The beginning of the New Year is celebrated by many cultures on January 1st. Some celebrations, such as in the U. S., take place on the evening before the new year, featuring drinking, sweets, and general frivolity. In Spain and Portugal, it is customary to eat twelve grapes or raisins at each stroke of the clock at midnight (a similar practice takes place in the Philippines following the New Year’s Eve fiesta meal, but only 7 grapes are eaten). In Poland, jelly doughnuts (paczki)are traditional of New Year’s Eve. In Scotland, New Year’s Eve is called Hogmanay complete with festive partying and foods such as triangular shortbread (calle hogmanays), scones, bannocks, black bun, ginger bread, and haggis, a pudding made from sheep’s stomach stuffed with oatmeal and innards is drenched in Scotch whiskey before it is eaten.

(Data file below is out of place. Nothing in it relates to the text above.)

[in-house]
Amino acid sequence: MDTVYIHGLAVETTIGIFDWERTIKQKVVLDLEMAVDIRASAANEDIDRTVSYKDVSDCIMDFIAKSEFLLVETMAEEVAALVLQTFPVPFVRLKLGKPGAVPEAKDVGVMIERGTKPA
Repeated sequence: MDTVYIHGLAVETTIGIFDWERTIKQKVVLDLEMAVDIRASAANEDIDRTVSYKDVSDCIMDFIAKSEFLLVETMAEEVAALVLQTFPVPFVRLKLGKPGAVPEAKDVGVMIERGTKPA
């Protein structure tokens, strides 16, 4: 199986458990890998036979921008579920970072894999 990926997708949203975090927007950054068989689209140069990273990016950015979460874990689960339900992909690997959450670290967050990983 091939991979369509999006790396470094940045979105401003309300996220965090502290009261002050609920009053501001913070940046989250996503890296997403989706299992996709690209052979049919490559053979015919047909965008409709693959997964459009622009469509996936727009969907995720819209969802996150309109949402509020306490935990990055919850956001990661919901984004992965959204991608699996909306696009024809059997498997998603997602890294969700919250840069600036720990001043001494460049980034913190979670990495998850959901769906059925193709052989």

It’s considered bad luck to propose marriage, carry out the garbage, break any glass during the evening, and good luck to see a dark-haired
A Buddhist o sonae mochi may be set up to preserve good luck and happiness in future generations. It consists of a large mochi on the bottom, which is the foundation provided by the older generation. A smaller mochi representing the younger generation is placed on top, followed by a tangerine symbolizing the generations to come. Even in regions of the world where there are no elaborate traditions, favorite family dishes are served on new year’s day, or “lucky” dishes are eaten. In Greece, a sweet bread called vasilopitta is prepared with a coin baked into it for New Year’s. The person who gets the piece with the coin in has good luck in the upcoming year. In the U. S. South, black-eyed peas (sometimes known as hoppin’ johns) are traditionally served for luck on New Year’s day. Throughout much of the world, the beginning of the new year in January is seen as an opportunity to celebrate life and influence the future!
Дружба це велика сила.
Eating traditions in different countries